Gulf Coast Saltwater Fishing

Gulf Coast Saltwater Fishing

by: Robby Myers

Howdy, ya’ll!

Let me introduce myself. My name is Robby Myers, and I intend to make a weekly blog to spread my knowledge with other fishermen, and possibly learn from you as well. I have a lifetime of experience to share. I have been lucky enough to have had a master fisherman (my dad) as a mentor along the way, so what I have to share is a combination of two lifetimes. His knowledge begins in the era of the legendary Rudy Grigar in the early 1970s and well before then. Hopefully, these articles will be entertaining and beneficial to you whether you are a beginner or an expert fisherman.

My experience includes guide services for 24 years to hunters and fishermen alike all over the United States and Mexico. One thing I have learned for sure is we are never too old to stop learning. That said, let’s dive right in and get going fishing.

Get ready to embark on a journey through the world of fishing with insights from a seasoned angler who shares a lifetime of experience. Drawing from the wisdom passed down by a master fisherman, these articles offer a unique blend of traditional techniques and modern insights. Whether you’re just starting out or consider yourself an expert, dive into topics covering the behavior of fish, from their responses to weather conditions to the significance of food sources, cover, tide movement, and solunar tables. Join us as we explore the intricacies of fishing and uncover the keys to success on the water. Discover the importance of understanding fish behavior and its impact on locating and catching fish. From weather conditions to food sources, cover, tide movement, and solunar tables, explore the key factors influencing fishing success. Whether you’re a beginner or an expert, these insights will enhance your fishing experience and lead to more fruitful outings.

This week’s topic is going to cover part of how and why fish universally do the things they do. Understanding their behavior is winning the battle with locating and the timing of catching fish. Any failure of catching fish is usually due to the attention to, or omission of one or more variables.

Fish behavior is related primarily to;

1. Weather conditions (barometric pressure, temperature, wind, etc.)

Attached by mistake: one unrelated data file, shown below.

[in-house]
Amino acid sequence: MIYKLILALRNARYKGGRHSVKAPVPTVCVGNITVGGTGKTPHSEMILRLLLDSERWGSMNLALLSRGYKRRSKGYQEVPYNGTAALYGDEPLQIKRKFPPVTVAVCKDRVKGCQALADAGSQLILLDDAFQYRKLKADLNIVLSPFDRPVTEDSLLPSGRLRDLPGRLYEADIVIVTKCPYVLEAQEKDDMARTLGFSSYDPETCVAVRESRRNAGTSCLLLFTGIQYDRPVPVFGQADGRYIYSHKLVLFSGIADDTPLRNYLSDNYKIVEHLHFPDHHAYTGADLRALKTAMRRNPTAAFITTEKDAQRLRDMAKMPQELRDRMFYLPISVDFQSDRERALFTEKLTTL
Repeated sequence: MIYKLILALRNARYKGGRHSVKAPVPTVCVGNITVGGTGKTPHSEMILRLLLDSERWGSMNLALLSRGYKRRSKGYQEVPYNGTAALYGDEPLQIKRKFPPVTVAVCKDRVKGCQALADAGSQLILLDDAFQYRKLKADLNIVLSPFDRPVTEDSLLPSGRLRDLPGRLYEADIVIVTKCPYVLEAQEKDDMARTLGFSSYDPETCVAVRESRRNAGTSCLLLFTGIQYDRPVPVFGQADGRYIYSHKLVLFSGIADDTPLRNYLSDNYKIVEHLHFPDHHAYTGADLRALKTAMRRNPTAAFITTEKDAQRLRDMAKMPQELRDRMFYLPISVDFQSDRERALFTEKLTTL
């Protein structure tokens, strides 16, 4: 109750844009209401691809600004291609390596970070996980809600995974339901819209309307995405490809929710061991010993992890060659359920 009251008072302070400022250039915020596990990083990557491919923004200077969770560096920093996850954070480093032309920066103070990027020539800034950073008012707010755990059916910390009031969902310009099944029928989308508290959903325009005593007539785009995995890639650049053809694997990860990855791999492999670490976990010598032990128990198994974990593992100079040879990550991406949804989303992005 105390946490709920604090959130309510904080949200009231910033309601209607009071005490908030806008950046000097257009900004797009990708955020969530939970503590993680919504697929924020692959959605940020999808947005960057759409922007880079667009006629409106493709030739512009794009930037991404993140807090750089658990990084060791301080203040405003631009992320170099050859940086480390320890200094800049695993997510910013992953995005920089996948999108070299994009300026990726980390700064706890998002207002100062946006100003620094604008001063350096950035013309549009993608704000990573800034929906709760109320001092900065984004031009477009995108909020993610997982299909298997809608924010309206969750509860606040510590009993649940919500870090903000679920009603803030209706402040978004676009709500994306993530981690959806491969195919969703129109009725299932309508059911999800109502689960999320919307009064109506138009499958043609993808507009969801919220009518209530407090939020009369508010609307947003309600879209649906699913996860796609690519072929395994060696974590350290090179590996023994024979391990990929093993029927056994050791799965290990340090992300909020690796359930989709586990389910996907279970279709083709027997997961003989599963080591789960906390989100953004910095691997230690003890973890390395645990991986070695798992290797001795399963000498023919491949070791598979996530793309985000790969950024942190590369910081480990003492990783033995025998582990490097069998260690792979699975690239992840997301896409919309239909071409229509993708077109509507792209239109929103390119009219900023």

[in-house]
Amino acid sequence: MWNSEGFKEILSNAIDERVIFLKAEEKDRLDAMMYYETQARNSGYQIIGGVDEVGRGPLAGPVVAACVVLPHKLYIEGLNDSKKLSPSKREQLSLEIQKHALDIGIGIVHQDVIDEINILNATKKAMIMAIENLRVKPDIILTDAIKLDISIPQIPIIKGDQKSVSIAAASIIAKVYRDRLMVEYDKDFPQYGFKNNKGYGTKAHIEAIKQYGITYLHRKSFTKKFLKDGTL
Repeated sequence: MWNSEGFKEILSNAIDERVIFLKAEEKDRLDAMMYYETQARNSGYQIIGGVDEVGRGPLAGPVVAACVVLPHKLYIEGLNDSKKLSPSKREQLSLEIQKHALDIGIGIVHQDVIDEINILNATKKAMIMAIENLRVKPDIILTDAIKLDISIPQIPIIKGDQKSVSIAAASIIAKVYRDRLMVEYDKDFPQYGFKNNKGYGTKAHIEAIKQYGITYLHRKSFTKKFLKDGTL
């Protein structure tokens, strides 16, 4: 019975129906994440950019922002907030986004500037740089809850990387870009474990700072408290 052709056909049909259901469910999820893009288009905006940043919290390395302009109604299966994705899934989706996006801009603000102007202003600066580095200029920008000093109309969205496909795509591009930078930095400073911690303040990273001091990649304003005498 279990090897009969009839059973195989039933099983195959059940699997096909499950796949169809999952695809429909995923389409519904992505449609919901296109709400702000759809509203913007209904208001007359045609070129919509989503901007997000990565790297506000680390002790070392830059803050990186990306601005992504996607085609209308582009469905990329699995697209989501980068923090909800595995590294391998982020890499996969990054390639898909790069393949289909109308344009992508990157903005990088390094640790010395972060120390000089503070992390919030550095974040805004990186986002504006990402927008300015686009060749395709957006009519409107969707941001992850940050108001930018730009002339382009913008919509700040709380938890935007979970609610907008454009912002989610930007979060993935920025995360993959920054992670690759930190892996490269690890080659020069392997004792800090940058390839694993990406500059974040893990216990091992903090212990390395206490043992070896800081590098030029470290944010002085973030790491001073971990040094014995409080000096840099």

2. Food sources
3. Cover (depth changes, physical features)
4. Tide movement
5. Solunar tables

Let’s start with the weather conditions, i.e. barometric pressure. Barometric pressure can be complicated as to when to fish. Pressure changes are due to fronts, and changes in weather patterns. Optimally, the steady mid-range between 29 and 30 is best. Large changes and abrupt rises and falls are usually not great due to fish trying to adjust to the pressure. Higher pressure stabilized can be good as well due to more activity. Low pressure seems to subdue fish activity due to cooler temperatures.

Temperatures on a large scale throughout the year make fish move in seasonal changes. For example, fish coming out of winter into spring can move fish to oyster beds and areas closer to deeper water. Ultimately, a water temperature of 65 degrees or more triggers a movement towards jetties and surf fishing. Black and red drums are some of the first to move to the surf to spawn.

Wind can be a factor in tide movement and pushing baitfish to one shoreline or another. Wind affects fishermen more than the fish. The fish are still there, but a strong wind can be very hard to fish, and at extremes is dangerous. Good fishing can be done in high heat, cold, rain, and most other conditions, but a strong wind is usually a deterrent to fishing.

Overall, the weather conditions can be a factor but not as important as the other topics in optimizing your fishing trip. Next week we can focus on food sources.

Thanks for reading my blog. I look forward to covering other topics and am open to any suggestions or questions.

One thought on “Gulf Coast Saltwater Fishing

  1. I’ve only been saltwater fishing once but I had a blast. I didn’t catch anything, lol, but this article should help with my next attempt.

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